Drilled shaft foundations provide significant geotechnical resistance for support of structures, such as highway bridges, traffic sign, and signal pole structures, and are used widely to meet their structural foundation requirements. The amount of steel reinforcement in drilled shaft foundations has increased over the past several decades to account for anticipated seismic hazards. Increased reinforcement may lead to increased possibilities of anomalies within shafts due to the increased difficulty for concrete to flow through reduced clearance between the reinforcement. High-strength steel reinforcement and permanent steel casing may be used to mitigate the concreting concern. However, the comparison of axial and lateral load transfer between drilled shafts with and without permanent steel casing and high-strength reinforcement has not been previously investigated, raising questions regarding the suitability of existing analytical approaches for the evaluation of axial and lateral load transfer. In addition to axial and lateral loading, deep foundations may need to resist torsional loads, resulting from wind loading on traffic sign and signal pole structures, or seismic loading on curved or skewed bridges. However, the understanding of the actual resistance to torsion provided by deep foundation elements is not well established. The design methods for deep foundations in torsion at the ultimate limit states need to be evaluated and their accuracy needs to be quantified with loading test data. Furthermore, the accuracy of existing load transfer-based torsion-rotation methods to predict the full-scale, in-service rotation performance that considers state-dependence of the soil needs to be quantified.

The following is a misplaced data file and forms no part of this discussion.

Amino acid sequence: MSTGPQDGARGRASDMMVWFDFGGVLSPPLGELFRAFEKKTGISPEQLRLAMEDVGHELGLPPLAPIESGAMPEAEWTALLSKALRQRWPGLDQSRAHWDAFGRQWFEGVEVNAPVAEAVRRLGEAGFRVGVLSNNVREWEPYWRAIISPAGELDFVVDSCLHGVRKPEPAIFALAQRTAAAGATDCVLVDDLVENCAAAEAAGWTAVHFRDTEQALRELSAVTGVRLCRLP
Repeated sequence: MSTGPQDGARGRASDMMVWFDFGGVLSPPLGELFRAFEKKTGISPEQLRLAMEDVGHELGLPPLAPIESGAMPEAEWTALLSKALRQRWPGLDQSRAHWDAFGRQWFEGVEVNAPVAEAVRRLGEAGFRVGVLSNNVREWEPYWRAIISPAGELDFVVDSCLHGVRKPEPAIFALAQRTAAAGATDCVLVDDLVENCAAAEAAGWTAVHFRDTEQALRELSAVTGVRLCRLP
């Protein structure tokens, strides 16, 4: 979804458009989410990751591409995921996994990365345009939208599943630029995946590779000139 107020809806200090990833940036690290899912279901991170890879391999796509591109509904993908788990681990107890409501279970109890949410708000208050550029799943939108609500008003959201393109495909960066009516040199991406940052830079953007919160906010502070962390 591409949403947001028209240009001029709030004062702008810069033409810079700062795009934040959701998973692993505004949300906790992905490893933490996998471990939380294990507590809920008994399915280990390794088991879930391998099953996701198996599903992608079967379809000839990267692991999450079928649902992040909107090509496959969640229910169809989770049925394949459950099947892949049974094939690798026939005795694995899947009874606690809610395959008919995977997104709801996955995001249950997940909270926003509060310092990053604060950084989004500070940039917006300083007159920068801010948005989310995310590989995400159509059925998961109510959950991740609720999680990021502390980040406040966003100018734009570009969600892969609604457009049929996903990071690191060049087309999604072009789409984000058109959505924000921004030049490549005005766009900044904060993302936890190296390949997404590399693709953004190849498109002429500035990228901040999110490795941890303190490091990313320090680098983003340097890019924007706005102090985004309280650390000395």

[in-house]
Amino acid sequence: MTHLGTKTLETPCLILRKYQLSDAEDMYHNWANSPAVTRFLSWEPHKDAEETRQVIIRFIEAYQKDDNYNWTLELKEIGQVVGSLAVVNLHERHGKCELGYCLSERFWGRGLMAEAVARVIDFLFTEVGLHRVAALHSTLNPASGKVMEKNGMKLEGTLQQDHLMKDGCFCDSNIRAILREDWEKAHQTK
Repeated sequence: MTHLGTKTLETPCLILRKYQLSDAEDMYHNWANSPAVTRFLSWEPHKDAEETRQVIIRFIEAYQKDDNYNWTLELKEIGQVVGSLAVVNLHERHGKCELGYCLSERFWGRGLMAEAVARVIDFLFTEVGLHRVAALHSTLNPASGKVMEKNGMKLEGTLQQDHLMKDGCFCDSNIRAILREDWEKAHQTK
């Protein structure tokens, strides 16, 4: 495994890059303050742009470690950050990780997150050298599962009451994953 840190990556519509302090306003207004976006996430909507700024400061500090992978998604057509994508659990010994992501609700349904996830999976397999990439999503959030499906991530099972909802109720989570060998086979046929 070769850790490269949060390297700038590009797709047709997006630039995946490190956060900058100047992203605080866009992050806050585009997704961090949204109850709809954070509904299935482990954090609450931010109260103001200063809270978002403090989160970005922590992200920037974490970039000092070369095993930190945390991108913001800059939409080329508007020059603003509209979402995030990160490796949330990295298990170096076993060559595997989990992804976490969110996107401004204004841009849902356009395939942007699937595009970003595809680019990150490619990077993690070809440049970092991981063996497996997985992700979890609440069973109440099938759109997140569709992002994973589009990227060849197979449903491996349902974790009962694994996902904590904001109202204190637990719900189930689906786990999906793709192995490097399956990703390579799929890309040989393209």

Two uncased instrumented drilled shafts were constructed and used to evaluate the torsional capacity and load transfer at full-scale. The quasi-static monotonic and cyclic torsional loading tests were conducted. Based on the results of the torsional loading tests, design methods to predict ultimate resistance were proposed. To facilitate the serviceability and ultimate limit state design of geometrically-variable deep foundations constructed in multi-layered soils, a torsional load transfer method was presented using a finite difference model (FDM) framework. Simplified state-dependent spring models, relating the unit torsional resistance to the magnitude of relative displacement, were developed in consideration of soil-structure interface shear test results. Parametric studies illustrated the significant effect of nonlinear soil responses and nonlinear structural response on the torsional behavior of deep foundations.
The axial and lateral load transfer of drilled shaft foundations were studied using four instrumented drilled shafts at full-scale: two uncased and two cased drilled shafts, reinforced with either mild or high strength steel reinforcement. Based on the results of axial loading tests, selected axial load transfer models were evaluated and modified to produce region-specific axial load transfer models to aid the design of drilled shaft bridge foundations for similar soils in the Willamette Valley. The effects of permanent casing on axial load transfer were summarized to provide an up-to-date reference on the reductions expected based on construction sequencing and installation methods. The lateral responses of the test drilled shaft foundations indicated that the high-strength reinforcement could be used without detriment to the lateral performance of drilled shafts; and the cased shafts responded in a more resilient manner than uncased shafts at the same nominal diameter due to their significantly greater flexural rigidity. Based on the empirical soil reaction-displacement (p-y) curves, a region-specific p-y curve model was proposed with recommendations to account for pseudo-scale effects due to the increasing contribution of shaft resistance to lateral resistance with increased diameter.